BrainPop gives me a headache.
I have long tried to make sense of BrainPop, a web-based library of short cartoons covering “hundreds of standards-aligned topics within science, social studies, english, math, arts and music, and technology; all supported with engaging movies and interactive assessment tools. Web-delivered and searchable by state standards,”
For quite some time I’ve wondered what a teacher would actually do with BrainPop or BrainPop Jr. Why would you show cartoons in the classroom? Who is the author of the content? How do you know that the information is unbiased, valid, factual or interesting? Shouldn’t “Internet Age,” learners engage with primary sources from a variety of experts with differing perspectives. How can complex issues and concepts from every discipline be reduced to a short cartoon? What do students do after watching one of the cartoons?
My ambivalence regarding BrainPop got more confusing this week after I received a press release announcing SEPTEMBER 11TH IN THE CLASSROOM: BRAINPOP RELEASES FREE MOVIE THAT HELPS ANSWER CHILDREN’S DIFFICULT QUESTIONS. BrainPop is giving away access to a 5:44 minute cartoon explaining the attacks of 9/11/2001. I’ll take the company at its word that it is not exploiting the national tragedy for cynical commercial reasons, but “help teachers communicate with students” about a “sensitive topic.”
With much trepidation I hit the play button. The simple 2-D cartoon features Moby the BrainPop robot and his human friend telling the story of 9/11 in a chronological narrative about the attacks and a bit of background information on the terrorists. The cartoon sticks to the facts with little nuance and one politically-correct perspective. The content was not particularly objective even if you think that children should relive 9/11 even in cartoon form.
My viewing of BrainPop cartoons suggests that too many topics are addressed in too little time, with complex issues, stories or concepts reduced to the most trivial level of education – vocabulary development. The excessive volume of vocabulary introduced in the short 9/11 cartoon almost guarantees a trivial handling of complex and potentially controversial issues. Front-loading vocabulary without context, relevance, and most importantly, experience with the underlying ideas is one of the biggest pedagogical error made by educators. Knowing the names of types of angles without experience working with angles is not mathematics -it’s memorization.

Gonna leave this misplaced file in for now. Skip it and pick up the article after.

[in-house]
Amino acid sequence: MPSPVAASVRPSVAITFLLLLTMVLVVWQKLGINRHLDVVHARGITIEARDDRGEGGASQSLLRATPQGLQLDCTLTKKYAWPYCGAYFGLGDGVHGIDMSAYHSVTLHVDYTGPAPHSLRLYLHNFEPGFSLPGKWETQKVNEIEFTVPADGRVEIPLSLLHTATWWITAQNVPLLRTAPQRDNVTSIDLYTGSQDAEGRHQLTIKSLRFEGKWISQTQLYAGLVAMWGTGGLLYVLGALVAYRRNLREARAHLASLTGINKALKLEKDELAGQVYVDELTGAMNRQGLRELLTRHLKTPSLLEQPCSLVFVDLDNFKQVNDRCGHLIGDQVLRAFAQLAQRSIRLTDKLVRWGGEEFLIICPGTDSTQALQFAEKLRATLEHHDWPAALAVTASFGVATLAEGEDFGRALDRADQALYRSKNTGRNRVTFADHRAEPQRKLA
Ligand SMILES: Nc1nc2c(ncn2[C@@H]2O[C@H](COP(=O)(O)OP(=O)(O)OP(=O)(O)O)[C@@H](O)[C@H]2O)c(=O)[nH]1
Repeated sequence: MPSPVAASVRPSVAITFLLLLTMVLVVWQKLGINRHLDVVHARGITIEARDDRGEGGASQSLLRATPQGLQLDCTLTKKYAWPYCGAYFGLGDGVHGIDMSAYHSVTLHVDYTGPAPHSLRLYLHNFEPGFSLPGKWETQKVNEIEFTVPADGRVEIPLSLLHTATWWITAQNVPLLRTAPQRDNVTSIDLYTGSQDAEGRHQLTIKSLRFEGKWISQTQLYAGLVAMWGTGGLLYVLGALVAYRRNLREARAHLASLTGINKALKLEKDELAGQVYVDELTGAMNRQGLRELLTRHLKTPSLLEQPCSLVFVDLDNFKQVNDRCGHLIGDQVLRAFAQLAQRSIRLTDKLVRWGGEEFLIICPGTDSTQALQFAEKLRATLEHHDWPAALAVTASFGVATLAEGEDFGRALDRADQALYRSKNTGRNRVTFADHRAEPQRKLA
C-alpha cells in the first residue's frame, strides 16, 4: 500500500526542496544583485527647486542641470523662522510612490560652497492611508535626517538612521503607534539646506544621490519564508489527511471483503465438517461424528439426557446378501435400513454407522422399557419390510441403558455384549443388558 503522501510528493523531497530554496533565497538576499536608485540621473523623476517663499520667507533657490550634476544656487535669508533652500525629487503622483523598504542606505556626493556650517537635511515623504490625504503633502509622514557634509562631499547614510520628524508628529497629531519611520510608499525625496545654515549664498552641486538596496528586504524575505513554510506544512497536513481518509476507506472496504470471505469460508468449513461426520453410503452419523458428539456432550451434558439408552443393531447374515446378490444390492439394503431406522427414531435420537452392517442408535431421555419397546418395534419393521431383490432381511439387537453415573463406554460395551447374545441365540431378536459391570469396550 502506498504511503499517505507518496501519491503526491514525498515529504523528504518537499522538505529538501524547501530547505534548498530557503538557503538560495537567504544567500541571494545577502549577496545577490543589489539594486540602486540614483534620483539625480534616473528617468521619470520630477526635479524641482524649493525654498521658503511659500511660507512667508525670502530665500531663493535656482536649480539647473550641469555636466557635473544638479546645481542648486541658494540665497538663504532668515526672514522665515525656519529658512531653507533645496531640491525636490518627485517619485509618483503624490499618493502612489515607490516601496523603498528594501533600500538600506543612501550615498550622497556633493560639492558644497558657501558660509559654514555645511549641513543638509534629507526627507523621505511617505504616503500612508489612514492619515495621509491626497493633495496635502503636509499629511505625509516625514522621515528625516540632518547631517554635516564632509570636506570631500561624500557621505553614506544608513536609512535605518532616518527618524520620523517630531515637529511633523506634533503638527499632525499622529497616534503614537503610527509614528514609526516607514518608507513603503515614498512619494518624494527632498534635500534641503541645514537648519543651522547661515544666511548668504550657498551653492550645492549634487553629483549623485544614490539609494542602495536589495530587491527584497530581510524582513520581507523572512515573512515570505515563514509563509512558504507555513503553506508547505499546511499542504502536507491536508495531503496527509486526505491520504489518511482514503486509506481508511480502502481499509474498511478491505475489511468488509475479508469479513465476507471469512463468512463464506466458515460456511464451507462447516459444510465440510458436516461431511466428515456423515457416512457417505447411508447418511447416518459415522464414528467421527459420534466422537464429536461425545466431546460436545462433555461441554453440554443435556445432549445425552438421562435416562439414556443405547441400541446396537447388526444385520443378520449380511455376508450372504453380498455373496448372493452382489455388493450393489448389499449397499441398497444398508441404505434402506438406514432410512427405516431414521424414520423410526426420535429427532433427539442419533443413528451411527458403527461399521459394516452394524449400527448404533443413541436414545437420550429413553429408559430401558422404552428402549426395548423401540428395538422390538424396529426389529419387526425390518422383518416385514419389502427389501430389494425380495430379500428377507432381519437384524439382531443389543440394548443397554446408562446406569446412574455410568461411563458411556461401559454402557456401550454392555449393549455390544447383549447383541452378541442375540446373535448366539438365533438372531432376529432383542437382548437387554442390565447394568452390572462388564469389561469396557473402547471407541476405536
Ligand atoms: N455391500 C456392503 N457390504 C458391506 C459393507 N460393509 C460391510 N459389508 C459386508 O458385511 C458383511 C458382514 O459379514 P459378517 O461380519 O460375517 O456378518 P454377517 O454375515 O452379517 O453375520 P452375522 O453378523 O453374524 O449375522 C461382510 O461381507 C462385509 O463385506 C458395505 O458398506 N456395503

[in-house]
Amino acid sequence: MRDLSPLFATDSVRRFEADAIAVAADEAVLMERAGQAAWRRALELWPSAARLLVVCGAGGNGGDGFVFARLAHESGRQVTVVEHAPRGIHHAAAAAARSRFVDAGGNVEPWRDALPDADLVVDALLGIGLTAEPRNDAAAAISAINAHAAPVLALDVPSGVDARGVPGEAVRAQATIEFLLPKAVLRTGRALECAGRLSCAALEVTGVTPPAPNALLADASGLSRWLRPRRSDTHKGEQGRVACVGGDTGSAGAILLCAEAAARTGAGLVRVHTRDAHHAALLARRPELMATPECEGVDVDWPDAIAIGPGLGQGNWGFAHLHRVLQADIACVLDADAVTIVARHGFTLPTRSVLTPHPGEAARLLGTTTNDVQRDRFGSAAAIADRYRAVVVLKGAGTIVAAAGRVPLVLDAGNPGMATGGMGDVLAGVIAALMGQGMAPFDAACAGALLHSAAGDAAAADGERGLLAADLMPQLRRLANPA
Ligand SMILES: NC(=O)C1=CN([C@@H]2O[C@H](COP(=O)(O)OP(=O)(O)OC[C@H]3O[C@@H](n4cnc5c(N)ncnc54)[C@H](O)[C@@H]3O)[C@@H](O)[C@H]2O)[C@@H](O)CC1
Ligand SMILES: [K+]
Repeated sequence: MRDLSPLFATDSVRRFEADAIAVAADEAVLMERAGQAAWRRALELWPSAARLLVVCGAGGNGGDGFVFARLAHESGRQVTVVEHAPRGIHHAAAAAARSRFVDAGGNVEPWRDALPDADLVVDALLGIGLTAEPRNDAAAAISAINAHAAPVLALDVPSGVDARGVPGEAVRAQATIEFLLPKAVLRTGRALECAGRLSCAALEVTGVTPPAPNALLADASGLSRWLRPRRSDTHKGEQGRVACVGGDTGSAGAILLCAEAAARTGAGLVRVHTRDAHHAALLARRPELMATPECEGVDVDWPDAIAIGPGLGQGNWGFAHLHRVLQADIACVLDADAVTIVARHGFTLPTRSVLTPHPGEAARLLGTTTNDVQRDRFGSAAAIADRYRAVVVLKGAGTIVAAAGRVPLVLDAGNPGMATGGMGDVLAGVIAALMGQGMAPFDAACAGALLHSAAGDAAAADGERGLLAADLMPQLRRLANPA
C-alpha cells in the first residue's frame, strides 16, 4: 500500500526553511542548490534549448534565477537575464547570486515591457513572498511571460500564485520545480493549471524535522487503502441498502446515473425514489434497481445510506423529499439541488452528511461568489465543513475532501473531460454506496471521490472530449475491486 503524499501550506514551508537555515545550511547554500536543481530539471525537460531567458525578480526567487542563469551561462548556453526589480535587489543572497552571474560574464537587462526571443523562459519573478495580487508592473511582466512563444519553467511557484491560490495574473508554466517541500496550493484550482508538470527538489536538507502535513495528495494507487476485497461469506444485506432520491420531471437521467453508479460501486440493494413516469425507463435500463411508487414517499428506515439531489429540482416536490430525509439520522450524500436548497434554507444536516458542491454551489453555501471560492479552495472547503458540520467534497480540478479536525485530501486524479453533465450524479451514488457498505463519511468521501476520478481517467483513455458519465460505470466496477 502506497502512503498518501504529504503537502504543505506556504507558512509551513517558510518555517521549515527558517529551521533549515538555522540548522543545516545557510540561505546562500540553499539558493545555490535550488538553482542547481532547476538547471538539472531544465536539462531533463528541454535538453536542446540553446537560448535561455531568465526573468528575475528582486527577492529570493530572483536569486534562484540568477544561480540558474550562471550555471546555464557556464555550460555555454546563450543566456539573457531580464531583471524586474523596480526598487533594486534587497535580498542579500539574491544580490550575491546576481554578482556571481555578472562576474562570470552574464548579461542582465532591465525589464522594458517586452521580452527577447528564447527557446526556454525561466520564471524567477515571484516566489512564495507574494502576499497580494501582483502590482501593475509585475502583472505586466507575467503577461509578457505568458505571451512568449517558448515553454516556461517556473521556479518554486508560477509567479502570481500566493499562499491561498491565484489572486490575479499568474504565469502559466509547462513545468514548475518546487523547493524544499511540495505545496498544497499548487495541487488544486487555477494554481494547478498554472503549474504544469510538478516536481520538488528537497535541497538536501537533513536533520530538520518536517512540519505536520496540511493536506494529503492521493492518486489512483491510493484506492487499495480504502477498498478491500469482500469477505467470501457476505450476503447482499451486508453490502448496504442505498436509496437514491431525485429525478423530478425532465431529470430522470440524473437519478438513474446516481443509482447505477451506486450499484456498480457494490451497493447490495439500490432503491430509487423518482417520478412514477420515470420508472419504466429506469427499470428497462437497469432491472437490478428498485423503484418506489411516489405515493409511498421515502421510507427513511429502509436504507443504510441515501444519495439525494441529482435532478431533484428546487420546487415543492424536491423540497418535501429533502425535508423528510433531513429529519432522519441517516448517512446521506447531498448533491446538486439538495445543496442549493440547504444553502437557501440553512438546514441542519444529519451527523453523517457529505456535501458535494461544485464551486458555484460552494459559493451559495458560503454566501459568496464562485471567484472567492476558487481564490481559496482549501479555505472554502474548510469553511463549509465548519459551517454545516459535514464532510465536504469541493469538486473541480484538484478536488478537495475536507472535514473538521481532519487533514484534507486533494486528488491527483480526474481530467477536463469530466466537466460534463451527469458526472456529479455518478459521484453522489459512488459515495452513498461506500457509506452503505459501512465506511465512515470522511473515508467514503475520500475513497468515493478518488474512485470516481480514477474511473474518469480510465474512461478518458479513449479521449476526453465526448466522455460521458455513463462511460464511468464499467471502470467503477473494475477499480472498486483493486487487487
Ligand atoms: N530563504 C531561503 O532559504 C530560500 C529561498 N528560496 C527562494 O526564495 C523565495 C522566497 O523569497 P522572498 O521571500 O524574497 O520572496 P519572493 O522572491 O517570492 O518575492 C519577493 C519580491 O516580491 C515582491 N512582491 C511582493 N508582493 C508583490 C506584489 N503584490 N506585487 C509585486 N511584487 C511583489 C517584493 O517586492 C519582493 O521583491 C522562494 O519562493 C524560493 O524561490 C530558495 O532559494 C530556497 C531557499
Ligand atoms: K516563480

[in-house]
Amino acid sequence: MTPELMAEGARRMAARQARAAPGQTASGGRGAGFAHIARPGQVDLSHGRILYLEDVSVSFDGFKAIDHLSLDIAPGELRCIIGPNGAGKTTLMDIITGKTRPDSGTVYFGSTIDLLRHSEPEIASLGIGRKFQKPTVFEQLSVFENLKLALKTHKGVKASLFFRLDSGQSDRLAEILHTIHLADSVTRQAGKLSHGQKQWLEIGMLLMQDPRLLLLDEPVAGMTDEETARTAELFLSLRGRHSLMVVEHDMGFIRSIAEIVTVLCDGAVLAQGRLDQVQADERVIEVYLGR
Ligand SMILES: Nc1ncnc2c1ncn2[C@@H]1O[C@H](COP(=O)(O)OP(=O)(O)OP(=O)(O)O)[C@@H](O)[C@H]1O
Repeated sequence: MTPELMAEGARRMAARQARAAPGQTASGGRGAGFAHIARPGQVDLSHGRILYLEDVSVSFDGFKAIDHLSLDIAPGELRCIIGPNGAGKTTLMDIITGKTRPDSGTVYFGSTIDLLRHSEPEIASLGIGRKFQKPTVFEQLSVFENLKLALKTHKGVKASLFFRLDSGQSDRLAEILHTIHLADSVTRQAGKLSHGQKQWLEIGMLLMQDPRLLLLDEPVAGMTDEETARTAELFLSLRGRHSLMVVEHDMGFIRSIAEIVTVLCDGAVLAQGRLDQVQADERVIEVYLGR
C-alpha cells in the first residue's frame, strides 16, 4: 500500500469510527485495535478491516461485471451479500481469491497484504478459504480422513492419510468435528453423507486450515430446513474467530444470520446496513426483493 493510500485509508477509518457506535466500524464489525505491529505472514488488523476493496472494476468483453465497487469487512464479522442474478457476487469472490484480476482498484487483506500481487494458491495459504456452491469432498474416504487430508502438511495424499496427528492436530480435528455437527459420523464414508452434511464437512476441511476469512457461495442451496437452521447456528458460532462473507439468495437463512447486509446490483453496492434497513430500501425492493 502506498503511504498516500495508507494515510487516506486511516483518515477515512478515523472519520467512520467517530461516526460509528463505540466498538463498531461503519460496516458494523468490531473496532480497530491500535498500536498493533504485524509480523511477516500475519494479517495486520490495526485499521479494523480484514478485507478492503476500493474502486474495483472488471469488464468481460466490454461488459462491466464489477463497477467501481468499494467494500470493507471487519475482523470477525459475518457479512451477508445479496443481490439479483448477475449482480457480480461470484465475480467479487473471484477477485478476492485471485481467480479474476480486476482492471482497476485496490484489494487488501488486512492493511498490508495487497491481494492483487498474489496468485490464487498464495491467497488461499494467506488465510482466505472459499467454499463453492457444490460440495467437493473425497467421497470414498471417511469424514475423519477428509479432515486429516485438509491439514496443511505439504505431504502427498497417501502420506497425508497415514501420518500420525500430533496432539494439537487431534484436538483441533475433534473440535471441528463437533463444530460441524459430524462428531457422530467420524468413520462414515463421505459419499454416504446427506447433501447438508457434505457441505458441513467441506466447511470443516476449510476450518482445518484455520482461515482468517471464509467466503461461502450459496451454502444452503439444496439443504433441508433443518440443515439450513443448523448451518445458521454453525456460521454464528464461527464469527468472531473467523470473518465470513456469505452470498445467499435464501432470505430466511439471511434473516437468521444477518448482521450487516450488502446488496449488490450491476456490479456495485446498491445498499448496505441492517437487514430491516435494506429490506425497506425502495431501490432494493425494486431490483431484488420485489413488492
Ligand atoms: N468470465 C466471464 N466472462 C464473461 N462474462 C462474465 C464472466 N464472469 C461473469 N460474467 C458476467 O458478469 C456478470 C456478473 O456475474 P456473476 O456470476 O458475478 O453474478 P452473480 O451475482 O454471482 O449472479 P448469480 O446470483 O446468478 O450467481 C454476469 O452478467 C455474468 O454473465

The 9/11 cartoon covers the chronology of the attacks, Al Quaeda, the Pentagon, terrorism, the Department of Defense, Osama Bin Laden, Islam, religious fundamentalism and more in just five minutes! In such scenarios, understanding is unlikely or purely accidental.
Fans of products like BrainPop justify its use by saying, “The kids love it!” By that peculiar standard, why not let the kids go home early or fill them with candy while in class? They love it compared to what? Given the choice between thinking, working or watching TV, most kids will choose the cartoon. The fact that the delivery of BrainPop cartoons is via the Web is inconsequential. This is TV cartoons without the artistry, storytelling or whimsy of great animation.
It is disingenuous to suggest that BrainPop cartoons are just tasty appetizers used to introduce a topic or inspire student interest. In order to justify the annual school subscription of $700-$1,400/year requires the company to make outlandish claims about state standards alignment and that the cartoons meet “the needs of multiple learning styles.” How many learning styles are supported by watching a cartoon?
Like most shallow easily pitched curriculum products, part of BrainPop’s appeal is based on its built-in assessment scheme.
That’s right! You guessed it! If you enjoyed the cartoon about the horrific tragedy of 9/11 you will love the multiple choice quiz that follows.
Turning 9/11 into a game of trivial pursuit in the name of standards alignment or assessment is most vulgar. Asking students to select the first World Trade Center that collapsed first is not a measure of understanding. It is a test of recall and nothing more.
Reducing a recent national nightmare to a cartoon may be in bad taste, but the multiple-choice test that follows reveals our real priorities.
Veteran educator Gary Stager, Ph.D. is the author of Twenty Things to Do with a Computer – Forward 50, co-author of Invent To Learn — Making, Tinkering, and Engineering in the Classroom, publisher at Constructing Modern Knowledge Press, and the founder of the Constructing Modern Knowledge summer institute. He led professional development in the world’s first 1:1 laptop schools thirty years ago and designed one of the oldest online graduate school programs. Gary is also the curator of The Seymour Papert archives at DailyPapert.com. Learn more about Gary here.